Ontario Civil


No special circumstances to allow court to overlook expiry of limitation period for bringing Solicitors Act assessment

Respondent was plaintiff’s counsel in medical malpractice action. Jury gave verdict in favour of plaintiffs. Applicants disputed amount of respondent’s account for legal services. Appointment for assessment was made. Family members other than injured plaintiff were not named in appointment for assessment and were advised they would be foreclosed from assessment proceeding. Applicants included injured plaintiff and family members who made claimed under Family Law Act. Applicants sought order permitting entire account to be assessed on behalf of all applicants. There was no explanation why family members did not move to amend assessment proceeding to add their names. Respondent brought motion to suspend interest owing to applicant and for declaration that family members breached limitation period for bringing assessment under Solicitors Act. Motion granted. Limitation period for appointment for assessment expired and there were not special circumstances to allow court to overlook expiry of limitation period. Family members who were individually named plaintiffs in litigation and who were individually identified in solicitor’s account were not included by implication in assessment process begun by injured plaintiff. Lack of specific allocation of disbursements to individual clients was of no consequence and did not rise to level of special circumstances that could abrogate application of limitation period. Possible merits of assessment did not trump requirements of Limitations Act, 2002. Alleged waiver of limitation was not sufficiently clear to constitute special circumstances and preclude consideration of limitations issue. It was unreasonable for family members to suggest that administration of justice could be brought into disrepute by refusing to include them in assessment when they took no steps within reasonable time to protect their own interests despite ample opportunity and advice. Order went suspending interest owing to applicants by respondents.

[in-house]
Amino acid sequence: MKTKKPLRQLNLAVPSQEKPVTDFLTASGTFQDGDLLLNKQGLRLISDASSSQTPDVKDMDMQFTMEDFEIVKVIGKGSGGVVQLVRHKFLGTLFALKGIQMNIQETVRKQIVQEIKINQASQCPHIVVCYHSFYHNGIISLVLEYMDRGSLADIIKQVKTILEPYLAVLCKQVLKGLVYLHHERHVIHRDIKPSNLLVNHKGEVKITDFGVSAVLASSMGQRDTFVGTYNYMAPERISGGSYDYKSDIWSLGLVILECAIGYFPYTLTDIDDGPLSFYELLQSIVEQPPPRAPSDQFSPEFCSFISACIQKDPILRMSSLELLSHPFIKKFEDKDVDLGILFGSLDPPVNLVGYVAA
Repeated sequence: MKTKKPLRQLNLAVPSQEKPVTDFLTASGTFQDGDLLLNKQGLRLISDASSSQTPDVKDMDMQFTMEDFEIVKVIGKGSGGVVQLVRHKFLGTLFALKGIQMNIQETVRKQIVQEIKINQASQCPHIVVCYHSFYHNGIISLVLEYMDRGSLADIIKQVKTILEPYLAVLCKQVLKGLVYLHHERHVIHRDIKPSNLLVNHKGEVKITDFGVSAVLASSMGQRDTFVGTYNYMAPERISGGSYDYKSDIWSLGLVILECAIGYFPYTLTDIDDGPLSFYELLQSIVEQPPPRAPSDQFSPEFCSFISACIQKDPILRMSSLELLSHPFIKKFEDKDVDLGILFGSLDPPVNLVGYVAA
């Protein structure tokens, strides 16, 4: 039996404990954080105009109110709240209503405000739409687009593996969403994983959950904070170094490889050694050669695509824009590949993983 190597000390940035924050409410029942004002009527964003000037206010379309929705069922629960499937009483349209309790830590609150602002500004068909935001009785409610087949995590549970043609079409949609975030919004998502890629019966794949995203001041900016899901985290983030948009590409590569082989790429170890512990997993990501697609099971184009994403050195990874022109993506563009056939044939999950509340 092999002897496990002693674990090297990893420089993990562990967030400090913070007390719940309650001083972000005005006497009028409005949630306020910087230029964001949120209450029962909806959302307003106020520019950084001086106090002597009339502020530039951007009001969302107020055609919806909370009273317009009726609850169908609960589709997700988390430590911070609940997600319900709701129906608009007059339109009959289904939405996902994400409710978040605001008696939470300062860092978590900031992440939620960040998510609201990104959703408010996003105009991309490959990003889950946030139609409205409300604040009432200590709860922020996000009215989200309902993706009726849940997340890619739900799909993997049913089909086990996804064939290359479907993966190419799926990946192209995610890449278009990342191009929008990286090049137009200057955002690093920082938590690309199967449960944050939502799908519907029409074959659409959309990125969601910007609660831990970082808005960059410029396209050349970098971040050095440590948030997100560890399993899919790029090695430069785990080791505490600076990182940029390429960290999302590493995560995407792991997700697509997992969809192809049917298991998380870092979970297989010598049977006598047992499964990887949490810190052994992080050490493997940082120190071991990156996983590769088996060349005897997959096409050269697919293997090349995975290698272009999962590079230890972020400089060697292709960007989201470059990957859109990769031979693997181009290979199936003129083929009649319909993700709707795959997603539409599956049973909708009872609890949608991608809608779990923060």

Woods v. Hooper (Sep. 30, 2015, Ont. S.C.J., Robert B. Reid J., File No. FS-12-36086) 258 A.C.W.S. (3d) 836.

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